Decided: January 23, 1958.
IN THE MATTER OF THE ADOPTION OF A CHILD BY ROBERT B. JACQUES AND JOAN A. JACQUES, HIS WIFE
[48 NJSuper Page 525]
Plaintiffs seek to adopt Robert Richard Dickinson, a minor above the age of 14, to change his name to Robert Richard Jacques. Defendant, natural father of the infant, opposes the application and has not executed a written consent thereto.
Upon complaint and answer a full hearing was held during which all the parties in interest, including the infant, testified.
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At the outset, in view of the absence of the written consent of the father, a question of jurisdiction arises.
N.J.S.A. 9:3-20 (L. 1953, c. 264, sec. 4, p. 1770, effective January 1, 1954) states the court in which an adoption action shall be instituted. It provides:
"An action for adoption shall be instituted in the Superior Court; or it may be instituted in the County Court of the county in which the plaintiff is domiciled, except that * * * (b) whenever a parent of the child to be adopted was granted a divorce from the other parent by the Superior Court, the action shall be instituted in the Superior Court * * *."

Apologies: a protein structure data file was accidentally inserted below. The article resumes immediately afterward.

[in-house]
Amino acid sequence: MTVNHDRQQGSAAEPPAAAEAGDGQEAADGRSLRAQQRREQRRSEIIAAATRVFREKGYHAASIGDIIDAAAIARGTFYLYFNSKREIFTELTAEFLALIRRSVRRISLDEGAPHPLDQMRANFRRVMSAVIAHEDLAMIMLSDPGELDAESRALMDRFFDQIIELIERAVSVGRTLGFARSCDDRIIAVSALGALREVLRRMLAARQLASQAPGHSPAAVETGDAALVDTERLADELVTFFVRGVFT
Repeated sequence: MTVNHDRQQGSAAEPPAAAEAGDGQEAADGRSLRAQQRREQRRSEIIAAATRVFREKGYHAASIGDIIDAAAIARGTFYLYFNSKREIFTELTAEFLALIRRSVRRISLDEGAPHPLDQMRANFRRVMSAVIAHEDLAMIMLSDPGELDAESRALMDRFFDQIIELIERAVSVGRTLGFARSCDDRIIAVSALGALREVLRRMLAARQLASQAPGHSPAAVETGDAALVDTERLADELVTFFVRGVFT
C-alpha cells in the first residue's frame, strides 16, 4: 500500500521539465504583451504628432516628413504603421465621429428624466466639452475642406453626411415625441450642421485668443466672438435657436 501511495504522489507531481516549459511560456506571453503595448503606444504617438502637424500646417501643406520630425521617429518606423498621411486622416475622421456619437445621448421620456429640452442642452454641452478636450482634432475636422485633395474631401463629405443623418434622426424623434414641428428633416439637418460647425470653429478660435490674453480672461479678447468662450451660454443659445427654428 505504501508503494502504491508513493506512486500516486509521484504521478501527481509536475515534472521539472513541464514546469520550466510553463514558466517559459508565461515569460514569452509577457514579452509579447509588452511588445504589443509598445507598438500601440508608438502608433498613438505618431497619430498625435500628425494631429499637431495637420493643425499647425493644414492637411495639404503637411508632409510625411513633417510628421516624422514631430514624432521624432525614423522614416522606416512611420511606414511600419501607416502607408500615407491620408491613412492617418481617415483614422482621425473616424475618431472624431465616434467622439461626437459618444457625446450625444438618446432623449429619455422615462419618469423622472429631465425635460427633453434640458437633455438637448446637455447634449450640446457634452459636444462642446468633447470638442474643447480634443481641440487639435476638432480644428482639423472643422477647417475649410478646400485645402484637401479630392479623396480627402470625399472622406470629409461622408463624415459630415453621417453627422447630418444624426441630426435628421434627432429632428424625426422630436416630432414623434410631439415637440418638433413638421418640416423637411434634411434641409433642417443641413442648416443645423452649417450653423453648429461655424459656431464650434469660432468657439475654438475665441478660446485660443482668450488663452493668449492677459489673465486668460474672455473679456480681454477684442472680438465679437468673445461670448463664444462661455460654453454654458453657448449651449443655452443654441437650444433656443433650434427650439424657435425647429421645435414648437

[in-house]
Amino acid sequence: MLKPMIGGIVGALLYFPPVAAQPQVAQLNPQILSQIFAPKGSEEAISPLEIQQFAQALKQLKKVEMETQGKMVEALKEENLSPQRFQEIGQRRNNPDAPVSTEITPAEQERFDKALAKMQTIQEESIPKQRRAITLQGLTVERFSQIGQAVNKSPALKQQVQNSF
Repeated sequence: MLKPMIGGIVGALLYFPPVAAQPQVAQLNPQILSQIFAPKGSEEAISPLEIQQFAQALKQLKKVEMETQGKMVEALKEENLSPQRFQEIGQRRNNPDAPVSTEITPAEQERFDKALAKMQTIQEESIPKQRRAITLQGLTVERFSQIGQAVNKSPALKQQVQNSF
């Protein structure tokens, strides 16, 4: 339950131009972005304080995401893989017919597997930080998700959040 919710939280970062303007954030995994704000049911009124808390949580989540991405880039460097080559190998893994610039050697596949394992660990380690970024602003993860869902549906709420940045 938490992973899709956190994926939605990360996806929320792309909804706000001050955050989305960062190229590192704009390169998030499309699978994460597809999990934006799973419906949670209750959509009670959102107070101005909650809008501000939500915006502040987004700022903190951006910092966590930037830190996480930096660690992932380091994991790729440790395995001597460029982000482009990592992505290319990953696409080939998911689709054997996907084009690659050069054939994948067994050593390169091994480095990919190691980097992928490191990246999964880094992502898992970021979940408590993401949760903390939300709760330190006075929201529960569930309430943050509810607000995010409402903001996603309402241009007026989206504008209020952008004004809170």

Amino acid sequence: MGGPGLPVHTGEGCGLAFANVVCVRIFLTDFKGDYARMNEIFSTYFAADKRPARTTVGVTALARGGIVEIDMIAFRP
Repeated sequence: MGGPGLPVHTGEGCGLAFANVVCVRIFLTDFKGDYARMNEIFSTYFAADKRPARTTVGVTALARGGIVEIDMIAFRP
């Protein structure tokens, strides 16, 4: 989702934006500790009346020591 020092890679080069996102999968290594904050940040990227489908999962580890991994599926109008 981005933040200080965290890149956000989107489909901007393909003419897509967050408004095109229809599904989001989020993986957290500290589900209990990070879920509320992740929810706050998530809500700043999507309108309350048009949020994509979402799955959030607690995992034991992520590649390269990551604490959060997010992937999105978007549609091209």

Since the natural parents have been divorced in New Jersey there is no doubt that the suit was instituted in the proper court.
Neither the present statute nor rules of court require that the natural parents consent to the adoption. N.J.S.A. 9:3-19 permits a natural parent to "place, offer to place, or assist in the placement of a child for the purposes of adoption"; if this provision were to be construed as requiring at least one parent's consent then in the instant case, the natural mother has duly consented in writing.
R.R. 4:112-2, which deals with contents of the complaint to be filed in an adoption proceeding, has many requirements, none of which is consent of either natural parent.
True, R.S. 9:3-4, repealed by L. 1953, c. 264, effective January 1, 1954, provided that when the consent of one parent was not presented with the petition by reason of divorce, if the court granting the divorce has made an award of the custody of the child, consent of such court to the adoption must be presented with the petition. This statute was not re-enacted by the Legislature. When the repealed statute was in effect and the consent of the court was given, the hearing court still concerned itself with facts showing whether or not the best interests of the child would be promoted by permitting the adoption. Stawicky v. Stawicky , 12 N.J. Super. 72 (App. Div. 1951).